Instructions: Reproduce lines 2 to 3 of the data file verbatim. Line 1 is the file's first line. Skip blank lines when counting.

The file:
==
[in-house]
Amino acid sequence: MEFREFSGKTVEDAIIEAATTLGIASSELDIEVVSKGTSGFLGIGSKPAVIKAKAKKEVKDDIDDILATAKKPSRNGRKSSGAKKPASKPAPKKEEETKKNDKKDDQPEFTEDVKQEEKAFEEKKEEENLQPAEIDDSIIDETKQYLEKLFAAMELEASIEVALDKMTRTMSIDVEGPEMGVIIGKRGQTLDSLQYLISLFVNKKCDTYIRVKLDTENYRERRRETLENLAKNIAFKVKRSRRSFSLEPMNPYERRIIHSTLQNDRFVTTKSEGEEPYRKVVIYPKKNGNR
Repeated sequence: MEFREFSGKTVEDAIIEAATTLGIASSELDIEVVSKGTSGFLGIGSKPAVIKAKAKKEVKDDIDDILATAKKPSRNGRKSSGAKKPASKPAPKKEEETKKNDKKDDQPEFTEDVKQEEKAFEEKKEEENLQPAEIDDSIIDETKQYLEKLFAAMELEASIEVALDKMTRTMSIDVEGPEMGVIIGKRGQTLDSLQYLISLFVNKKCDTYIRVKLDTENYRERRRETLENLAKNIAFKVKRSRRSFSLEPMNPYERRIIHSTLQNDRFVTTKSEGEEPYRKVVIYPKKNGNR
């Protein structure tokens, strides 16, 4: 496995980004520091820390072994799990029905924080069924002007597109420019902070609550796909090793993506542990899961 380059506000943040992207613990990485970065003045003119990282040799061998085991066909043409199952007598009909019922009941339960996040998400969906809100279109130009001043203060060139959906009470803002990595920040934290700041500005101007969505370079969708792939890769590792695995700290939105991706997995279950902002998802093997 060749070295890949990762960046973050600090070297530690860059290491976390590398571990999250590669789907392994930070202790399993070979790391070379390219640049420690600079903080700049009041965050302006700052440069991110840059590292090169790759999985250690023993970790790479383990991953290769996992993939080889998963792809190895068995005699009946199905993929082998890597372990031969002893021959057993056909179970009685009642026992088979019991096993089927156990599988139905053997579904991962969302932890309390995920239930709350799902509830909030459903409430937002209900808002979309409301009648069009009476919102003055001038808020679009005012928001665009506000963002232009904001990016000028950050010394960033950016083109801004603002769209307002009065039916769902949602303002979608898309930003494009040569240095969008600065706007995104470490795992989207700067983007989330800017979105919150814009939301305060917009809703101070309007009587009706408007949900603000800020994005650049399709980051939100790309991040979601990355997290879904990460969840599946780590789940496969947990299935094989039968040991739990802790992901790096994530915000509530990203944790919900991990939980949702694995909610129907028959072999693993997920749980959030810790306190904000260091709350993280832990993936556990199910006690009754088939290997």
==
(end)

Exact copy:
Amino acid sequence: MEFREFSGKTVEDAIIEAATTLGIASSELDIEVVSKGTSGFLGIGSKPAVIKAKAKKEVKDDIDDILATAKKPSRNGRKSSGAKKPASKPAPKKEEETKKNDKKDDQPEFTEDVKQEEKAFEEKKEEENLQPAEIDDSIIDETKQYLEKLFAAMELEASIEVALDKMTRTMSIDVEGPEMGVIIGKRGQTLDSLQYLISLFVNKKCDTYIRVKLDTENYRERRRETLENLAKNIAFKVKRSRRSFSLEPMNPYERRIIHSTLQNDRFVTTKSEGEEPYRKVVIYPKKNGNR
Repeated sequence: MEFREFSGKTVEDAIIEAATTLGIASSELDIEVVSKGTSGFLGIGSKPAVIKAKAKKEVKDDIDDILATAKKPSRNGRKSSGAKKPASKPAPKKEEETKKNDKKDDQPEFTEDVKQEEKAFEEKKEEENLQPAEIDDSIIDETKQYLEKLFAAMELEASIEVALDKMTRTMSIDVEGPEMGVIIGKRGQTLDSLQYLISLFVNKKCDTYIRVKLDTENYRERRRETLENLAKNIAFKVKRSRRSFSLEPMNPYERRIIHSTLQNDRFVTTKSEGEEPYRKVVIYPKKNGNR